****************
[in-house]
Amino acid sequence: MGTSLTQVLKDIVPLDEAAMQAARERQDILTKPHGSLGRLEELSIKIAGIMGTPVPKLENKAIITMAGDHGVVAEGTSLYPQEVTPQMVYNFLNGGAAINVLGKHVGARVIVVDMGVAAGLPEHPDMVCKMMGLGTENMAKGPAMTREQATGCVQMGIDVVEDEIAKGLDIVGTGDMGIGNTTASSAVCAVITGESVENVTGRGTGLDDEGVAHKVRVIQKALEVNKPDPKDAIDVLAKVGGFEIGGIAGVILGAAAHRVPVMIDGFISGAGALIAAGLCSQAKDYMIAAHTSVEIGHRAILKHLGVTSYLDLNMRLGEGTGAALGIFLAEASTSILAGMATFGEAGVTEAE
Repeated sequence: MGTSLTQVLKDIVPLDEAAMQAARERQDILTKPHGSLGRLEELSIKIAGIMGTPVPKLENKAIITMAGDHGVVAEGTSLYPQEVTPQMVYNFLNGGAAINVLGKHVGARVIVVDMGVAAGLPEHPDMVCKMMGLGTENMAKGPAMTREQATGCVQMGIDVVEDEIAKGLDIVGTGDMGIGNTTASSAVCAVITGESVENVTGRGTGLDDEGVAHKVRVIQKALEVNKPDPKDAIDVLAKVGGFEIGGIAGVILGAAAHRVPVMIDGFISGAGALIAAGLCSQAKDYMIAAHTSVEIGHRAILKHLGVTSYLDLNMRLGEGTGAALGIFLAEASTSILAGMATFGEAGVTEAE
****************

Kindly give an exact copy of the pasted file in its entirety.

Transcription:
[in-house]
Amino acid sequence: MGTSLTQVLKDIVPLDEAAMQAARERQDILTKPHGSLGRLEELSIKIAGIMGTPVPKLENKAIITMAGDHGVVAEGTSLYPQEVTPQMVYNFLNGGAAINVLGKHVGARVIVVDMGVAAGLPEHPDMVCKMMGLGTENMAKGPAMTREQATGCVQMGIDVVEDEIAKGLDIVGTGDMGIGNTTASSAVCAVITGESVENVTGRGTGLDDEGVAHKVRVIQKALEVNKPDPKDAIDVLAKVGGFEIGGIAGVILGAAAHRVPVMIDGFISGAGALIAAGLCSQAKDYMIAAHTSVEIGHRAILKHLGVTSYLDLNMRLGEGTGAALGIFLAEASTSILAGMATFGEAGVTEAE
Repeated sequence: MGTSLTQVLKDIVPLDEAAMQAARERQDILTKPHGSLGRLEELSIKIAGIMGTPVPKLENKAIITMAGDHGVVAEGTSLYPQEVTPQMVYNFLNGGAAINVLGKHVGARVIVVDMGVAAGLPEHPDMVCKMMGLGTENMAKGPAMTREQATGCVQMGIDVVEDEIAKGLDIVGTGDMGIGNTTASSAVCAVITGESVENVTGRGTGLDDEGVAHKVRVIQKALEVNKPDPKDAIDVLAKVGGFEIGGIAGVILGAAAHRVPVMIDGFISGAGALIAAGLCSQAKDYMIAAHTSVEIGHRAILKHLGVTSYLDLNMRLGEGTGAALGIFLAEASTSILAGMATFGEAGVTEAE